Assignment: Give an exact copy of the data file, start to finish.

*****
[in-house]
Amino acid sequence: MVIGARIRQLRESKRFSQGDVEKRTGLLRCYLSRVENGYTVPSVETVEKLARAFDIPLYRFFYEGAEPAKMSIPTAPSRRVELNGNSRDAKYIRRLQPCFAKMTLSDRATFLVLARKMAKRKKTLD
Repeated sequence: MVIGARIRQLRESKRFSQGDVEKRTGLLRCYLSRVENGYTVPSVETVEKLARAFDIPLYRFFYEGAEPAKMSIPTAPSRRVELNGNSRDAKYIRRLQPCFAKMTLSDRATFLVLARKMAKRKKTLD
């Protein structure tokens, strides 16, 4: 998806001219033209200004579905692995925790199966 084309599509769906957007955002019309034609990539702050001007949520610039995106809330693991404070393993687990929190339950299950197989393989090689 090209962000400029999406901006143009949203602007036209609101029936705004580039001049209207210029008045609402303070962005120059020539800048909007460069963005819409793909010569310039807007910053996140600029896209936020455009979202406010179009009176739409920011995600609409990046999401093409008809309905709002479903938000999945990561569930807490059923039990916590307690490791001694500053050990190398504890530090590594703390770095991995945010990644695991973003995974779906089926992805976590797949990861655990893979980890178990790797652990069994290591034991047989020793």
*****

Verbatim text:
[in-house]
Amino acid sequence: MVIGARIRQLRESKRFSQGDVEKRTGLLRCYLSRVENGYTVPSVETVEKLARAFDIPLYRFFYEGAEPAKMSIPTAPSRRVELNGNSRDAKYIRRLQPCFAKMTLSDRATFLVLARKMAKRKKTLD
Repeated sequence: MVIGARIRQLRESKRFSQGDVEKRTGLLRCYLSRVENGYTVPSVETVEKLARAFDIPLYRFFYEGAEPAKMSIPTAPSRRVELNGNSRDAKYIRRLQPCFAKMTLSDRATFLVLARKMAKRKKTLD
């Protein structure tokens, strides 16, 4: 998806001219033209200004579905692995925790199966 084309599509769906957007955002019309034609990539702050001007949520610039995106809330693991404070393993687990929190339950299950197989393989090689 090209962000400029999406901006143009949203602007036209609101029936705004580039001049209207210029008045609402303070962005120059020539800048909007460069963005819409793909010569310039807007910053996140600029896209936020455009979202406010179009009176739409920011995600609409990046999401093409008809309905709002479903938000999945990561569930807490059923039990916590307690490791001694500053050990190398504890530090590594703390770095991995945010990644695991973003995974779906089926992805976590797949990861655990893979980890178990790797652990069994290591034991047989020793």